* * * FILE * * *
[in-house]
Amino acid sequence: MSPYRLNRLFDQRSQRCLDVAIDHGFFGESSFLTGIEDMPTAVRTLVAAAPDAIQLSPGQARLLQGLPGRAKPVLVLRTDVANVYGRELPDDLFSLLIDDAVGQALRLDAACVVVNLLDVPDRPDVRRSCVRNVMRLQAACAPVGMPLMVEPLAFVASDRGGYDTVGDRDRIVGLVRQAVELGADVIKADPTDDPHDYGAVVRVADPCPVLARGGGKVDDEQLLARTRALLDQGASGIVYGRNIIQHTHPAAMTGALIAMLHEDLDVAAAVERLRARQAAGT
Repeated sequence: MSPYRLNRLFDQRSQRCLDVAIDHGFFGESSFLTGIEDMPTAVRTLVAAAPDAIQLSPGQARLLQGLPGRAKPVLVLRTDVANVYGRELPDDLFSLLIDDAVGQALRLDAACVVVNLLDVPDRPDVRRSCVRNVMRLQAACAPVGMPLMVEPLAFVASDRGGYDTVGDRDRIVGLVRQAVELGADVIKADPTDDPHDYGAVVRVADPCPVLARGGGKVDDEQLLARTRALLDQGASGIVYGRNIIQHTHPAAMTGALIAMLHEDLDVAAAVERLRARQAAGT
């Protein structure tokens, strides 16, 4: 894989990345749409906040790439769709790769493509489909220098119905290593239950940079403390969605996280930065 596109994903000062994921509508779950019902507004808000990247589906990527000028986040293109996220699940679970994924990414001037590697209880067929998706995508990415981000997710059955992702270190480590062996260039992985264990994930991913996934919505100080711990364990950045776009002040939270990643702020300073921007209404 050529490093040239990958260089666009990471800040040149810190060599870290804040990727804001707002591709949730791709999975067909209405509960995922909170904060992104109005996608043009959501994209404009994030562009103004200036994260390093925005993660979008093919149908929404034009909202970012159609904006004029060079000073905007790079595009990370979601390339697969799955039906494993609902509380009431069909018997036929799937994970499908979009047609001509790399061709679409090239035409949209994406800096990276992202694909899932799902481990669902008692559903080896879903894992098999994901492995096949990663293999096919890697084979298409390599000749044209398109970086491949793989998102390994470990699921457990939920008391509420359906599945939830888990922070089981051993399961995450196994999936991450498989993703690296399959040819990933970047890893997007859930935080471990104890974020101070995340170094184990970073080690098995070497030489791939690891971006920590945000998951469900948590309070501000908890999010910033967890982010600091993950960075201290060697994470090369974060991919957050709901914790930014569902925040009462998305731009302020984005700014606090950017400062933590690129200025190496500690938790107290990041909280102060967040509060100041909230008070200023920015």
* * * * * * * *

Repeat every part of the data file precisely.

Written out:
[in-house]
Amino acid sequence: MSPYRLNRLFDQRSQRCLDVAIDHGFFGESSFLTGIEDMPTAVRTLVAAAPDAIQLSPGQARLLQGLPGRAKPVLVLRTDVANVYGRELPDDLFSLLIDDAVGQALRLDAACVVVNLLDVPDRPDVRRSCVRNVMRLQAACAPVGMPLMVEPLAFVASDRGGYDTVGDRDRIVGLVRQAVELGADVIKADPTDDPHDYGAVVRVADPCPVLARGGGKVDDEQLLARTRALLDQGASGIVYGRNIIQHTHPAAMTGALIAMLHEDLDVAAAVERLRARQAAGT
Repeated sequence: MSPYRLNRLFDQRSQRCLDVAIDHGFFGESSFLTGIEDMPTAVRTLVAAAPDAIQLSPGQARLLQGLPGRAKPVLVLRTDVANVYGRELPDDLFSLLIDDAVGQALRLDAACVVVNLLDVPDRPDVRRSCVRNVMRLQAACAPVGMPLMVEPLAFVASDRGGYDTVGDRDRIVGLVRQAVELGADVIKADPTDDPHDYGAVVRVADPCPVLARGGGKVDDEQLLARTRALLDQGASGIVYGRNIIQHTHPAAMTGALIAMLHEDLDVAAAVERLRARQAAGT
């Protein structure tokens, strides 16, 4: 894989990345749409906040790439769709790769493509489909220098119905290593239950940079403390969605996280930065 596109994903000062994921509508779950019902507004808000990247589906990527000028986040293109996220699940679970994924990414001037590697209880067929998706995508990415981000997710059955992702270190480590062996260039992985264990994930991913996934919505100080711990364990950045776009002040939270990643702020300073921007209404 050529490093040239990958260089666009990471800040040149810190060599870290804040990727804001707002591709949730791709999975067909209405509960995922909170904060992104109005996608043009959501994209404009994030562009103004200036994260390093925005993660979008093919149908929404034009909202970012159609904006004029060079000073905007790079595009990370979601390339697969799955039906494993609902509380009431069909018997036929799937994970499908979009047609001509790399061709679409090239035409949209994406800096990276992202694909899932799902481990669902008692559903080896879903894992098999994901492995096949990663293999096919890697084979298409390599000749044209398109970086491949793989998102390994470990699921457990939920008391509420359906599945939830888990922070089981051993399961995450196994999936991450498989993703690296399959040819990933970047890893997007859930935080471990104890974020101070995340170094184990970073080690098995070497030489791939690891971006920590945000998951469900948590309070501000908890999010910033967890982010600091993950960075201290060697994470090369974060991919957050709901914790930014569902925040009462998305731009302020984005700014606090950017400062933590690129200025190496500690938790107290990041909280102060967040509060100041909230008070200023920015």